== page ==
15.4.5 Additional Concerns to Consider Regarding the Use of “Big Data”/“Big Data” Analytics for Biodefense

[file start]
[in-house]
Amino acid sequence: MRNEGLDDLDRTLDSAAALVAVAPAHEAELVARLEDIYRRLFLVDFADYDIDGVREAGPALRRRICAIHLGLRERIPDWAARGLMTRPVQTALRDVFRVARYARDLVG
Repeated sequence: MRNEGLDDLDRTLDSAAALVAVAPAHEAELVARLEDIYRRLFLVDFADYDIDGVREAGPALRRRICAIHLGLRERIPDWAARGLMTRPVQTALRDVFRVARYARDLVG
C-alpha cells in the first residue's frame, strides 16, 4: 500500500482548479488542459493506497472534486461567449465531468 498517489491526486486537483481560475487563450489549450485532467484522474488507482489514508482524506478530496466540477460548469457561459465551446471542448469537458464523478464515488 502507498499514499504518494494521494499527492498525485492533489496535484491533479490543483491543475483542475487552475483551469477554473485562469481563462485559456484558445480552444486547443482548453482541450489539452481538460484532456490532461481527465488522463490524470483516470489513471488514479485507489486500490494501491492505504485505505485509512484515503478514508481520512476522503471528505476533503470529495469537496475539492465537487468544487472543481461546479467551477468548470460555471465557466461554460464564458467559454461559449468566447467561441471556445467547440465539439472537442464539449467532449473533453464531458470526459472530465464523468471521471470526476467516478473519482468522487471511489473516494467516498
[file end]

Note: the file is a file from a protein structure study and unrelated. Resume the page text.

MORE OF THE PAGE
Beyond the Google Flu Trends mishap, there are additional challenges that researchers and policymakers need to understand regarding the use of “big data” and “big data” analytics for biodefense. Crawford and Finn  provide a useful overview of the limitations of what they call “crisis data”—the use of social and mobile data to understand disasters and other crisis events—of which a bioterrorism/biological weapons attack would be relevant. Crawford and Finne discussed how social media data can provide important tactical information about a crisis and suggest potential response measures for that moment. They caution, however, that social media datasets represent a specific time point in an event, usually represented by a spike in Twitter messages or the use of particular hashtags. This focus can lead to a narrow conceptualization of the disaster, which leaves out an important understanding of the origin of the crisis or an understanding of the aftermath in which more of the impact and longer-term implications of the disaster is realized.